Sunday, July 23, 2017

Letting Go: The Perfection Paradigm


Part of my pollinator garden

It's no small thing to plan a Garden Bloggers Fling, to invite 90 people over to see your garden and organize a three and a half day event while working full time. It took three years. Life kept getting in the way and the task was monumental.

It was my own Mt Everest.


Seed grown 'Denver Daisies' rudbeckia

I spent two years analyzing my garden and redesigning the weak spots only to redesign them again and again. I wanted everything to be perfect or as close to perfect as I could hope for. But that didn't happen.


I love buttons and birdhouses so I had to have these!

The dogs' pee burned yellow circles into the grass and a few of my annuals took their damn sweet time growing large and lush.


I had hoped the metal rods and plastic tubing, which adds weightless surface area for the vines to grow on, as well as the dead wood, would be covered by the Fling. Photo by Diana Kirby

The Ugly Arbor, which had previously harbored an invasive but innocently purchased Japanese honeysuckle, was laid bare, the honeysuckle roots removed to stop its spread. I left the wood and started an annual vine from seed during December but that, too, wouldn't grow fast enough. Hops planted with the hope they'd scramble to the top in a mad dash fueled by fertilizer, climbed the sides with the languor of a lazy drunk. The arbor stood in contrast to the buffet of perennials at its feet, naked and thin, its secrets revealed. I cringed and sighed and walked away. 


A view of  part of the garden that includes a tiny bit of the river bed

Plants died and I replaced them just weeks before the event. Newly purchased shrubs bought the winter before succumbed to leaf blight and I mercilessly cut them down, replaced by 'Little Lime' hydrangea I was assured would thrive in my dry shade. I didn't care. As long as they were alive for the Fling, I was happy. I dug a hole and stuck them in. An important clematis was uncooperative and the anemones took over again. I couldn't find the ferns.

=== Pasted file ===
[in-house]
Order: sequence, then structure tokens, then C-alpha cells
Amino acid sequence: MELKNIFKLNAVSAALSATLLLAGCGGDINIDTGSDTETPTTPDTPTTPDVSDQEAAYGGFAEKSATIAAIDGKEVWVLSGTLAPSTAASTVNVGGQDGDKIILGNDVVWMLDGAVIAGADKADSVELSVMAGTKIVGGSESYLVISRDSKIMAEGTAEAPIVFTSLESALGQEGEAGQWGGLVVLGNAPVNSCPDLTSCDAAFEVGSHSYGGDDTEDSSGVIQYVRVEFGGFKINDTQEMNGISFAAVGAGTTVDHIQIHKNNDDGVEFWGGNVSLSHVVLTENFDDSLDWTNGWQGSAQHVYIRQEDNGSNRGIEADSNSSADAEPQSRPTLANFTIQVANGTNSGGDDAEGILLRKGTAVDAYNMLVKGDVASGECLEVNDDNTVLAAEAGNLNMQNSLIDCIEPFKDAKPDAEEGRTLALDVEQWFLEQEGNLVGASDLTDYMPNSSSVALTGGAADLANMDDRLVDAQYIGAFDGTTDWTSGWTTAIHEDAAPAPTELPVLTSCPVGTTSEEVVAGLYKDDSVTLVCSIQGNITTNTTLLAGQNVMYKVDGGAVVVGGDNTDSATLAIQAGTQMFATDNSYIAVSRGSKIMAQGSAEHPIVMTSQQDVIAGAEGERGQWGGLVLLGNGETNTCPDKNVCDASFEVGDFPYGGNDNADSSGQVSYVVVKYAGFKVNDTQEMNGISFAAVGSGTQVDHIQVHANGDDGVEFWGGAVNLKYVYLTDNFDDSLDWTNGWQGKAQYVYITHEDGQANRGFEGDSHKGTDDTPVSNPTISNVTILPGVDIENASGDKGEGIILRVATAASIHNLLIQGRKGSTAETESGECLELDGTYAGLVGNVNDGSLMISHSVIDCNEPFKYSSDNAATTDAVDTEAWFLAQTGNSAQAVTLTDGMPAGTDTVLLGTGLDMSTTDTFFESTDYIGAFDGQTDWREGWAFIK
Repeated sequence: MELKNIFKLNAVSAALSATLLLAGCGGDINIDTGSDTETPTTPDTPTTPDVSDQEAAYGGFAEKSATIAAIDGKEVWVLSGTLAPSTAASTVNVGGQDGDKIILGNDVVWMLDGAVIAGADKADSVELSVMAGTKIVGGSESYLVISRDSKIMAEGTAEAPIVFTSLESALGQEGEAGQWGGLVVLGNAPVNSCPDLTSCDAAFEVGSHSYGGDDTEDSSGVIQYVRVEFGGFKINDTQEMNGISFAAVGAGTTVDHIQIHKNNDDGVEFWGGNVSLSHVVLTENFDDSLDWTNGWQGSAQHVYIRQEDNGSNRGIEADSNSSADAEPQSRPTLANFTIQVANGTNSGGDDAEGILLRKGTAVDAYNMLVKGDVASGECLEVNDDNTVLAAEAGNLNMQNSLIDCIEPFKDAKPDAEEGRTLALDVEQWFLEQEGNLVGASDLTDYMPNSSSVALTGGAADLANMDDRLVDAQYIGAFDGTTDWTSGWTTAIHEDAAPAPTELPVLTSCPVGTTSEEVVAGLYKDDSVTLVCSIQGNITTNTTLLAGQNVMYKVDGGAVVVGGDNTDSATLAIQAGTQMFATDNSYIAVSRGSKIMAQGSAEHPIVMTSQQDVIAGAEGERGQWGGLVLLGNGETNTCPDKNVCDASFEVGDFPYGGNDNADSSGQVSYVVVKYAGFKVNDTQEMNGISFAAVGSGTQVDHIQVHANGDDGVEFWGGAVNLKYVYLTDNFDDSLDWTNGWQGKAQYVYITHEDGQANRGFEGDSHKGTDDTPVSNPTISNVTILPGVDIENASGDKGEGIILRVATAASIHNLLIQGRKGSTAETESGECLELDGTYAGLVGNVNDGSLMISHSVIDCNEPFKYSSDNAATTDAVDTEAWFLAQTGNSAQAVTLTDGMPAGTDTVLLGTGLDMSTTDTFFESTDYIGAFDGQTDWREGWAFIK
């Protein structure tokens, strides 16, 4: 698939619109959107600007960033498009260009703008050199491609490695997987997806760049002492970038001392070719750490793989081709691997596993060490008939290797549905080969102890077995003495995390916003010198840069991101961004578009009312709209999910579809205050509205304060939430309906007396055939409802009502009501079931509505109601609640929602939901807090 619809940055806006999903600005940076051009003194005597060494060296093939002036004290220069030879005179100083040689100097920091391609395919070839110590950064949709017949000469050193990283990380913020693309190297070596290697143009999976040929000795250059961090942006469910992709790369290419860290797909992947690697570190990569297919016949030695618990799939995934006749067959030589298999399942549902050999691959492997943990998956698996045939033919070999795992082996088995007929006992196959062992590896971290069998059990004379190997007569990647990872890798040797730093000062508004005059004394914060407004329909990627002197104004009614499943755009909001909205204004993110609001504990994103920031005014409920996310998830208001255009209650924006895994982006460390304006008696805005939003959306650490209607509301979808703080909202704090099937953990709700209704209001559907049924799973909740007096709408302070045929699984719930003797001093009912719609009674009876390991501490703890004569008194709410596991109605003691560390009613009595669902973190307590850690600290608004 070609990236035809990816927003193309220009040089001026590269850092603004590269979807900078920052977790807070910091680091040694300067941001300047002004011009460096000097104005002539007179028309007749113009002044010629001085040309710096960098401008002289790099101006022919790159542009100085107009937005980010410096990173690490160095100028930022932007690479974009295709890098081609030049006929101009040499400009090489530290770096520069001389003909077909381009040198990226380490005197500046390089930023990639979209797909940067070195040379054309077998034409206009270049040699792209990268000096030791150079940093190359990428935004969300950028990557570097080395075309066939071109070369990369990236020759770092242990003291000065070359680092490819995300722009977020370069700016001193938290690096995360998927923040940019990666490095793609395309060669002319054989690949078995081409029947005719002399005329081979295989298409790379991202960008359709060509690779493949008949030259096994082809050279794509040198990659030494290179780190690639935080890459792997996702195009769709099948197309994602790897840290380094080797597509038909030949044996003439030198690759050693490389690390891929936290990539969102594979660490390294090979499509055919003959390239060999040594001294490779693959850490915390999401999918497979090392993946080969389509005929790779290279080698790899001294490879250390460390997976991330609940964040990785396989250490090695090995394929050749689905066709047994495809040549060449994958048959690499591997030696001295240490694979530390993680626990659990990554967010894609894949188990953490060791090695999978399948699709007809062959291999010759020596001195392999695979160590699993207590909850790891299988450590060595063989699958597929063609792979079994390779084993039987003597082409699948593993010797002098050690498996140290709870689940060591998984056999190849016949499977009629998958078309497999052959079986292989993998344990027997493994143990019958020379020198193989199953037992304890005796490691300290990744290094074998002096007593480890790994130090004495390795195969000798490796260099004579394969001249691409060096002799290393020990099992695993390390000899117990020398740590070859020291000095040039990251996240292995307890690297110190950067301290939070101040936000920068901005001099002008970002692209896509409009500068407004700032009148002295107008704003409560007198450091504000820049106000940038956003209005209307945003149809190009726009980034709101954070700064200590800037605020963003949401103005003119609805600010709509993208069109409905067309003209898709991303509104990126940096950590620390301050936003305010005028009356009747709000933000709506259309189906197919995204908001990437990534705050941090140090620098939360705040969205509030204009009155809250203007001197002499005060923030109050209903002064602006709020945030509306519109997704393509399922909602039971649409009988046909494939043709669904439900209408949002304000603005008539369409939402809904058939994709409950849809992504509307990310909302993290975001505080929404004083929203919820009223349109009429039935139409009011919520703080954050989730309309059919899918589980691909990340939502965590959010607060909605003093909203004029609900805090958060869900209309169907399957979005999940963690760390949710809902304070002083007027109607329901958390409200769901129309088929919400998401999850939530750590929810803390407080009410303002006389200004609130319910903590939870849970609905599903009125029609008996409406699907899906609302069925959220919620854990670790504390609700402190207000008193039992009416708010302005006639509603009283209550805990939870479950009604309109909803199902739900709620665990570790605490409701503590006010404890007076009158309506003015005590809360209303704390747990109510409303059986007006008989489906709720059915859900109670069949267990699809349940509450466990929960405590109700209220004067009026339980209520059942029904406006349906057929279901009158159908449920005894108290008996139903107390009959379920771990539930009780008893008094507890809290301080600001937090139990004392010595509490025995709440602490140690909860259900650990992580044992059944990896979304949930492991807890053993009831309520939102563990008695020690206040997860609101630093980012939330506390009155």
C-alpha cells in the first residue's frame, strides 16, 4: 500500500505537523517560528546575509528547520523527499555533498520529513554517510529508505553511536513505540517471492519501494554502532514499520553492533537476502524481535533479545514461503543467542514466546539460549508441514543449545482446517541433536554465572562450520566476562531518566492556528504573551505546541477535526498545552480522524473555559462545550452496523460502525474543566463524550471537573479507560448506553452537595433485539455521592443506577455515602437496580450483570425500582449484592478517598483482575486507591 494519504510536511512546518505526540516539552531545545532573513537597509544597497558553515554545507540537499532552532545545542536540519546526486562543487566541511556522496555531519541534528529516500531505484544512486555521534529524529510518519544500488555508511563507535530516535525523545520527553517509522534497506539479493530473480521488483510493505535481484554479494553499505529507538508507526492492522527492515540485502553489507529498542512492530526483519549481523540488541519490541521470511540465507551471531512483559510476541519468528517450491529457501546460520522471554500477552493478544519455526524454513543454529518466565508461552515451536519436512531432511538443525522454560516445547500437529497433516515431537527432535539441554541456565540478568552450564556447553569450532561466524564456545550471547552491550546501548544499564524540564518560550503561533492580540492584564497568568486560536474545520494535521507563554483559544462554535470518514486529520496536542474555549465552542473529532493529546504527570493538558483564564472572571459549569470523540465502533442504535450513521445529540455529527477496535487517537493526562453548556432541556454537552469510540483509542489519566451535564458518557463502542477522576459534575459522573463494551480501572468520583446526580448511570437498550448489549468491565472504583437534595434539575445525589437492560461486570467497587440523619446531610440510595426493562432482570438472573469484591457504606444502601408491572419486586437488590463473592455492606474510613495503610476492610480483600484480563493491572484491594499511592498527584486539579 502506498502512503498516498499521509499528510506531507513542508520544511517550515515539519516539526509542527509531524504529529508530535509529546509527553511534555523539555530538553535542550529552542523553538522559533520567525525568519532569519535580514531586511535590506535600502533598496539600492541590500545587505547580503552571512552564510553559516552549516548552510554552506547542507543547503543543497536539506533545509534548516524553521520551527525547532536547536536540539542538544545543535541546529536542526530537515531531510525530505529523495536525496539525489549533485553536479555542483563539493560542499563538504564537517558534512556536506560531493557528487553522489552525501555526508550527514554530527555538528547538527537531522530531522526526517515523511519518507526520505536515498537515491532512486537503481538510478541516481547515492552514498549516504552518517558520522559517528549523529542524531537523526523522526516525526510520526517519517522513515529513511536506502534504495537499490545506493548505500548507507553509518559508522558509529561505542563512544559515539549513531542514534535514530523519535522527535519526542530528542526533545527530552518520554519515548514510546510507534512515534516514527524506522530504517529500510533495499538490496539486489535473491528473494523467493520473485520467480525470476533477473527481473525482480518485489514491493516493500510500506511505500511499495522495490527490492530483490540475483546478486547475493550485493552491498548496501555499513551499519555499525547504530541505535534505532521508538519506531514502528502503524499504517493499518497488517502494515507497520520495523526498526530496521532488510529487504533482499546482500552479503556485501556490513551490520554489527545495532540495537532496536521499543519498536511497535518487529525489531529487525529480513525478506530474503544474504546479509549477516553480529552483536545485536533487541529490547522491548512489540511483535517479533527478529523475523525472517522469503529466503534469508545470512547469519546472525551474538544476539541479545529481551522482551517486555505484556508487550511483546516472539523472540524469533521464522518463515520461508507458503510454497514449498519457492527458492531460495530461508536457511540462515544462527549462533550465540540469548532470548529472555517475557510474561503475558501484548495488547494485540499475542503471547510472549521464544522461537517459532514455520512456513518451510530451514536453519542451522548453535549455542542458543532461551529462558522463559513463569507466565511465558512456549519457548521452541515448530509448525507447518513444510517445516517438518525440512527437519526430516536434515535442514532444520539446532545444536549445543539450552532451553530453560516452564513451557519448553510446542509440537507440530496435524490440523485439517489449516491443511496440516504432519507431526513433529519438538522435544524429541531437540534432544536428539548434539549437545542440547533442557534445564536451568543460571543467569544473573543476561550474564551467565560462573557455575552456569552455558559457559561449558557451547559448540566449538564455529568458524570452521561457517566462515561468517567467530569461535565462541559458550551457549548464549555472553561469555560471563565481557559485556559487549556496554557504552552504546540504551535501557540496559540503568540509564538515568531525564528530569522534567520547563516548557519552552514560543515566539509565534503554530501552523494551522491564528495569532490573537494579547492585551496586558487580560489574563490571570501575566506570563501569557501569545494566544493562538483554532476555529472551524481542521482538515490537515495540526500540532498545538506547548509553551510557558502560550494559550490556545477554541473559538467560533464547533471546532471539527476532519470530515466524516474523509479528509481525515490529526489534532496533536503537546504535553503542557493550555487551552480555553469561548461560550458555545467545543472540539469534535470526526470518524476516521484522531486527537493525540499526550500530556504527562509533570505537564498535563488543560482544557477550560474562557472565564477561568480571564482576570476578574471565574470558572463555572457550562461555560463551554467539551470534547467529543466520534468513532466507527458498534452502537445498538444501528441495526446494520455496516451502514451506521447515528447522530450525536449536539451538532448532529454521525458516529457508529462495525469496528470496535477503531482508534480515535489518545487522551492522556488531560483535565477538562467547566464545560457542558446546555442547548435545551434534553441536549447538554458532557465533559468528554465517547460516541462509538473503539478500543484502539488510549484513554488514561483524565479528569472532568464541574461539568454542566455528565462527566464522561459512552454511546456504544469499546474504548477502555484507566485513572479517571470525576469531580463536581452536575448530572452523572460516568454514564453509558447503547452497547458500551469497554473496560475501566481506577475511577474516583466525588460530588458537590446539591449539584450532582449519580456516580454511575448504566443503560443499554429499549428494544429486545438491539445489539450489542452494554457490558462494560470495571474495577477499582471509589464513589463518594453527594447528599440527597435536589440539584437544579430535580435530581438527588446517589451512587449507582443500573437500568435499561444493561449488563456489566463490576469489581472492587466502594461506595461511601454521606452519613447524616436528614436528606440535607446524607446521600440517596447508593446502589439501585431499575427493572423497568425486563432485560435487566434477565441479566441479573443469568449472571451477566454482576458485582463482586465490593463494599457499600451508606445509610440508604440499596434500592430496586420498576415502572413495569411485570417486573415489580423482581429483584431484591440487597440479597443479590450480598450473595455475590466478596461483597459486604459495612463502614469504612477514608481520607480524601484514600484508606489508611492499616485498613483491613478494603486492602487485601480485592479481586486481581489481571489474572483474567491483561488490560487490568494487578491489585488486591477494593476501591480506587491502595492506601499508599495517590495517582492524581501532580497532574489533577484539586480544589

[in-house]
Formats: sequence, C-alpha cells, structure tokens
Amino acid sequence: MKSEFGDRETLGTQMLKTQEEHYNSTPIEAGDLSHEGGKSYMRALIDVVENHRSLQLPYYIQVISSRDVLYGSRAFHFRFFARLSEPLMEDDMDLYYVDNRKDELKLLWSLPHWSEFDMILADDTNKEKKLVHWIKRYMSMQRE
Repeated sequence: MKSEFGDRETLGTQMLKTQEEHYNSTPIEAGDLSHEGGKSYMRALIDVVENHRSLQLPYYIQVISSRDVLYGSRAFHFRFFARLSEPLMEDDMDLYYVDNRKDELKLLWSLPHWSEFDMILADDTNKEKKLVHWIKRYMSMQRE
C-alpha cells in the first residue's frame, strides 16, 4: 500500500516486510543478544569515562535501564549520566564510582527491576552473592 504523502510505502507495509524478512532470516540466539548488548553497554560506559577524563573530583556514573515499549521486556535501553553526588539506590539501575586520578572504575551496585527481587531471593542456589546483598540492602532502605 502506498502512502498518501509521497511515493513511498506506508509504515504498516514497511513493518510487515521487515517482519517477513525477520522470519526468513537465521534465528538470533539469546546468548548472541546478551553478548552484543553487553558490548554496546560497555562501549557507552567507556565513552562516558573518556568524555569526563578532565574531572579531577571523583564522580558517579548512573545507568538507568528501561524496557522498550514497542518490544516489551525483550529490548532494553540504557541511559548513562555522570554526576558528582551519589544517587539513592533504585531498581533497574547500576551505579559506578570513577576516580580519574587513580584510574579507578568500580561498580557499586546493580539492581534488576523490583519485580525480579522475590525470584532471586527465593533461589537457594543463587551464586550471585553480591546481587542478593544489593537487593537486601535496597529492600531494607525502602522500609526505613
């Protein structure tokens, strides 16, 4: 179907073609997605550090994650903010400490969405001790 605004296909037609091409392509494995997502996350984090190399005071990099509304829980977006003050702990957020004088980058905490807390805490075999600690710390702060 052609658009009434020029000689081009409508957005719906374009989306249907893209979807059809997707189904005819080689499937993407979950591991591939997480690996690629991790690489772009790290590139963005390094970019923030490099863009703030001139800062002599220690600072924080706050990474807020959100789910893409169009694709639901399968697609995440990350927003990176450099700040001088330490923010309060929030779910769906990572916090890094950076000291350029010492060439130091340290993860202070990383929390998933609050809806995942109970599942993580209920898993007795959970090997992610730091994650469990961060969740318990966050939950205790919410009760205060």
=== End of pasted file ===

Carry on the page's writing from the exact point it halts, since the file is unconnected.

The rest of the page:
A search and rescue mission uncovered several ferns but there are still a few that are missing. Photo by Late to the Garden Party 

In my frenzy and exhaustion, I gave up and decided it was all good enough. It was not perfect. I could not even begin to compete with the other professionally designed gardens on the tour so I just let go. 


The back steps and part of my extensive container garden. 

I had a beer and then another and thought. "F*ck it." Two days before the Fling, I ignored the garden and went to see one of my favorite bands, instead. 

A bit of my funky garden art

90 bloggers came to my house. They loved the Ugly Arbor and posted pictures of it on their blogs, while I cringed and sighed and looked away. They said it was whimsical and clever so I took a second look and agreed. No one stepped in any hidden dog poop or asked why the grass was dying. They took pictures of everything and told me how much they loved my garden. I smiled and believed them because I could see it on their faces. 


They took my picture and I cringed again when I saw how exhausted I was, my eyes mere slits in a puffy, sleep deprived face. Then I took a second look and saw pure joy at having done what I was told I couldn't do. So I just let go. Sometimes good enough is enough.

64 comments:

  1. Oh Tammy. I sometimes wonder what it would be like to host a Fling and open my garden to the bloggers as well. I'd need a caterer's size bottle of Xanax. I don't think I could do it. Your garden was fun and funky and an extension of your wonderful personality, which is what I think a private garden should be. You did a fabulous hosting job!

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    1. Thanks so much, Alison! It was a personal challenge and part of that was knowing I'd be forced to let go of always feeling that the garden was almost but not quite ready for visitors other than close friends. It also forced me to get serious about fixing some of the disaster areas. I'm very glad I did it.